6. A businessman of Goa contacted: a commission Agent at Bombay for the import of rice to Goa. The Commission Agent in turn contacted one Jasawalla who was also a Commission Agent who happened to know a businessman in Karachi by the name of Mobarik Ali Ahmed. As a result of exchange of telegrams, letters and telephone messages between Jasawalla and Mobarik. Ali Ahmed on the one side and Jasawalla and the Goa businessman and his commission agent on the other, a contract was brought about for the purchase of 1,200 tons of rice at the rate of 51 per ton to be shipped from? Karachi to Goa. In pursuance of this contract, Goa businessman gave about Rupees. 5,50,000/- to Jasawalla who in turn passed: the money on to Mobarik Ali Ahmed. The latter, however, failed to deliver the rices-and he was prosecuted at Bombay for an offence under Section 420, Indian Penal Code. The jurisdiction of the Bombay Court was-challenged by Mobarik Ali Ahmed on the ground that both the ingredients of the offence of cheating, namely, the misrepresentation as well as the delivery of property,, took place in Karachi and not in India and that, thereforee, the Indian Courts had no jurisdiction to try him.
The Supreme Court rejected this contention and on the facts of that case held that both the misrepresentation as well as the-delivery of property had taken place at Bombay and that, thereforee, the Bombay Court had jurisdiction. This decision would: help the petitioner, because the Supreme Court held that although Mobarik Ali Ahmed' was not present in Bombay at any time and although Mobarik Ali Ahmed had written' letters to the Goa Businessman from Karachi or had talked to him on the telephone from Karachi or had sent telegrams. to him from Karachi, the misrepresentation by Mobarik Ali Ahmed to the Goa businessman was not made at Karachi but was made at Bombay, because it was only when these letters .and telegrams reached the Goa businessman at Bombay and Mobarik Ali Ahmed could contact the Goa businessman at Bombay that the misrepresentation is said to have taken place. In the present case, although the petitioner had printed the pamphlets in India and although he had issued the pamphlets from India, it was only when they reached the complainants in Malaya that the misrepresentation or the deceit could be said to have taken place. thereforee, one of the ingredients of the offence of cheating must be held to have taken place at Malaya.
7. It is not necessary for the purpose of this case to decide whether the delivery of property which is the other ingredient of the offence of cheating also took place at Malaya or whether it took place in India, because even if one of the ingredients of the offence of cheating took place at Malaya, then the provisions of Section 188, Criminal Procedure Code would be attracted. There is a very illuminating judgment on this point of a Single Judge of the Madras High Court in In Re M. L. Verghese AIR 1947 Mad 352. In that case, a person was running a bank called the Malabar Central Bank with its Head Office at Chowghat and a branch office at Orumanayur, both places being situated in British India. The charge against him in both the cases was that he received gold ornaments from different persons by way of pledge and after doing so, sub-pledged them for higher amounts to other banks, at Tri-chur which is situated in State of Cochin. An objection similar to the one in the present case based upon Section 188, Criminal Procedure Code was raised in that case. The learned Judge examined the significance of the non obstinate clause in the first proviso of Section 188, Criminal Procedure Code which was inserted by the amendment of the Criminal Procedure Code in 1923 in the light of the following report of the Select Committee which proposed the amendment:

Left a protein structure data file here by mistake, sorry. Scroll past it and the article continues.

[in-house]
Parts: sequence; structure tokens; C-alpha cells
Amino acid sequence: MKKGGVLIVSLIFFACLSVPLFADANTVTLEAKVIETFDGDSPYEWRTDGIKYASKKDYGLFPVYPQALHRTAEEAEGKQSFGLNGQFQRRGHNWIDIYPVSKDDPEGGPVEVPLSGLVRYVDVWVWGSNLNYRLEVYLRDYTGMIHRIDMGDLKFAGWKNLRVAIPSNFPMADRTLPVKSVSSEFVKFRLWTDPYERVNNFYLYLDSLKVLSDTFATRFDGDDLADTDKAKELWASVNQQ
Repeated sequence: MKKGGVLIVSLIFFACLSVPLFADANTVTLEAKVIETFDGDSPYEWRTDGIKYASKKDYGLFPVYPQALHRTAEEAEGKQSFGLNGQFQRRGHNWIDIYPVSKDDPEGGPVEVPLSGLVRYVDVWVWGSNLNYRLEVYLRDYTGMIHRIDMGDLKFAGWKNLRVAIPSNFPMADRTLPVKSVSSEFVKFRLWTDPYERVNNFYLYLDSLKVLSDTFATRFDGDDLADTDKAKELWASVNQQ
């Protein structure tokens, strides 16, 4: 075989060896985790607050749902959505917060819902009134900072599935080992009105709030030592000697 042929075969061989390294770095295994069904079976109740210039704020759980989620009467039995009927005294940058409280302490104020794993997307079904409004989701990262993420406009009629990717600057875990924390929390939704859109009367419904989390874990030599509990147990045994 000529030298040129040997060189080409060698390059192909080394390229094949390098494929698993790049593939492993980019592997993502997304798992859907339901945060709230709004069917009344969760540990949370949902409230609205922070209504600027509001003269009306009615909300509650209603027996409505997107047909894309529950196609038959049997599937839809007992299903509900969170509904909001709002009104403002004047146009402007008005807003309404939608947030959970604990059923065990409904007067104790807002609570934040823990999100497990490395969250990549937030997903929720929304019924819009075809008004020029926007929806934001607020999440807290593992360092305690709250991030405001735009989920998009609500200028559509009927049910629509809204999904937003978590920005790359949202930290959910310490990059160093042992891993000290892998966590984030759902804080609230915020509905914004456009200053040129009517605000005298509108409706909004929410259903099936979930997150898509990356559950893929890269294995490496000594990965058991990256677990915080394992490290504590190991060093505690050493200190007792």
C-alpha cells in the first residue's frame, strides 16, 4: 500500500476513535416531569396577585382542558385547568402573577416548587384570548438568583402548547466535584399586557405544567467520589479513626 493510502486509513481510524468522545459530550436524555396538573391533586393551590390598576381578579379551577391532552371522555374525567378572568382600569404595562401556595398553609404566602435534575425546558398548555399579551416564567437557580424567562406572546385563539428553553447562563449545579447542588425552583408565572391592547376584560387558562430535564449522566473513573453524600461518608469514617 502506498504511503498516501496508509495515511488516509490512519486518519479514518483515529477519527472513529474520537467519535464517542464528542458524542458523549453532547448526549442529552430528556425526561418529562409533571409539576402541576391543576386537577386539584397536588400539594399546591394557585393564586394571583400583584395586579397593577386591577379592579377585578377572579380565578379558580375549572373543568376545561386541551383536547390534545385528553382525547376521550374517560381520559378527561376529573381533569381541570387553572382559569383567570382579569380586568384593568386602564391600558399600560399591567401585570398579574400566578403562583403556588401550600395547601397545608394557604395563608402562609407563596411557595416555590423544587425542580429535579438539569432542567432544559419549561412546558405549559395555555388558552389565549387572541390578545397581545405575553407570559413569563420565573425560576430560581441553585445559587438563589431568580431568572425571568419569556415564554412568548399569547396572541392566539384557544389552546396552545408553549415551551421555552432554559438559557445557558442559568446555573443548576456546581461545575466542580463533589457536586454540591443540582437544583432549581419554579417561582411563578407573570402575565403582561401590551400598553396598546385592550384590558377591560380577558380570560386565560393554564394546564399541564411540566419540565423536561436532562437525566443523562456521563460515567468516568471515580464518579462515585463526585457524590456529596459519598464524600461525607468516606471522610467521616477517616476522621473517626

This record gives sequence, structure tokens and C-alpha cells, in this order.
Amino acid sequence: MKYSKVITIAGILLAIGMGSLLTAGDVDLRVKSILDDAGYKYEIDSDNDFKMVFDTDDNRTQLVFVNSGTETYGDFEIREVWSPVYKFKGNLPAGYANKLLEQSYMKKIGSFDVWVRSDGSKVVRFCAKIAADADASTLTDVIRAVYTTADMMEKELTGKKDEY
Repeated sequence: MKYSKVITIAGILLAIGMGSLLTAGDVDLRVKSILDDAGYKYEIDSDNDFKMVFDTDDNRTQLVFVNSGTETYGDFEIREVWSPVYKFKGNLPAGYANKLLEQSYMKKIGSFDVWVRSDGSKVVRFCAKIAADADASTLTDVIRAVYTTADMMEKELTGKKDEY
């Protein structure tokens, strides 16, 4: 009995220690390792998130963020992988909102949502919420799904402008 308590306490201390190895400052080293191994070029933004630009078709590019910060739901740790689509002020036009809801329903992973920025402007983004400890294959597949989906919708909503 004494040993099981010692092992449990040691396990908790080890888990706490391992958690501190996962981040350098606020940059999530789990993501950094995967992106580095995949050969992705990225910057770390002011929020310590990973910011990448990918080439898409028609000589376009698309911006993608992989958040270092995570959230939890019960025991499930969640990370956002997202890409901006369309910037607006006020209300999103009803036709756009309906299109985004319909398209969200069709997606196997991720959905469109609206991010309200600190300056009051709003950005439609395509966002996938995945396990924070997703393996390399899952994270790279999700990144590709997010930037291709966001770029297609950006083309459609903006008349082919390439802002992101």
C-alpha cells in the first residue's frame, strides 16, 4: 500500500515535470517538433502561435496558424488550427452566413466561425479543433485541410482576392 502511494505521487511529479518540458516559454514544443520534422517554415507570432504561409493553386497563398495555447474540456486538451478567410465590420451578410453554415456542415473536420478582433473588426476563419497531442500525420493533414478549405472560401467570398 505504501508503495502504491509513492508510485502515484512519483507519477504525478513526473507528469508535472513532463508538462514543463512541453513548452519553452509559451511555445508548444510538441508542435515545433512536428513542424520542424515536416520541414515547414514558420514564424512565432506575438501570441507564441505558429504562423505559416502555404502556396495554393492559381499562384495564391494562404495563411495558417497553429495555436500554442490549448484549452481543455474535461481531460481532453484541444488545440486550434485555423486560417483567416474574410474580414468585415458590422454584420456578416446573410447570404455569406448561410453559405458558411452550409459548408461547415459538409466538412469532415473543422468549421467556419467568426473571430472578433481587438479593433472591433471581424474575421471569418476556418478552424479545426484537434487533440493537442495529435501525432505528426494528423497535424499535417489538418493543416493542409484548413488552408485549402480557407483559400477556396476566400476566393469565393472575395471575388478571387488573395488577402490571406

Certain decisions of the Madras High Court seem to make it doubtful whether Section 188 is subject to the provisions of Sections 179 to 184 and we think it is desirable to clear this up. We are not satisfied that this was the intention of Section 188, and in our opinion, it is safer, when a man is tried in British India in respect of an offence committed in a Native State, to require the political Agent's certificate in every case. The amendment which we propose will make this clear.
After referring to the above abstract from the report of the Select Committee, the learned Judge observed as follows:
After this amendment was effected, we have had a series of decisions of this Court which have held that Section 188 as amended is not governed or controlled by the preceding Sections 179 to 187 but in turn itself governs and controls the same.
The learned Judge then proceeded to refer to a number of decisions of the Madras High Court and in particular referred to the decisions of the Division Bench of that Court in T. Fakhrulla Khan v. Emperor : AIR1935Mad326 in which it was specifically laid down that the British Indian Court had no jurisdiction under Section 188. Criminal Procedure Code as amended in 1923 to try an offence committed wholly or partly in the Native State without a certificate of the Political Agent. I am in respectful agreement with the view expressed by the learned Judge.
8. thereforee, applying the rule laid down by the Supreme Court in Mobarik Ali Ahmed's case 0043/1957 : 1957CriLJ1346 it must be held that a part of the offence, namely, the deceiving of the complainants by the petitioner, took place in Malaya. thereforee, under the first proviso to Section 188, Criminal Procedure Code, a certificate of the Political Agent or the sanction of the State Government is a prerequisite for conferring jurisdiction on an Indian Court to try the petitioner. The reference made by the learned Additional Sessions Judge, is, thereforee, accepted and the charge framed by the learned Magistrate as well as the proceedings pending against him are quashed.
9. In the result, the revision petition is allowed.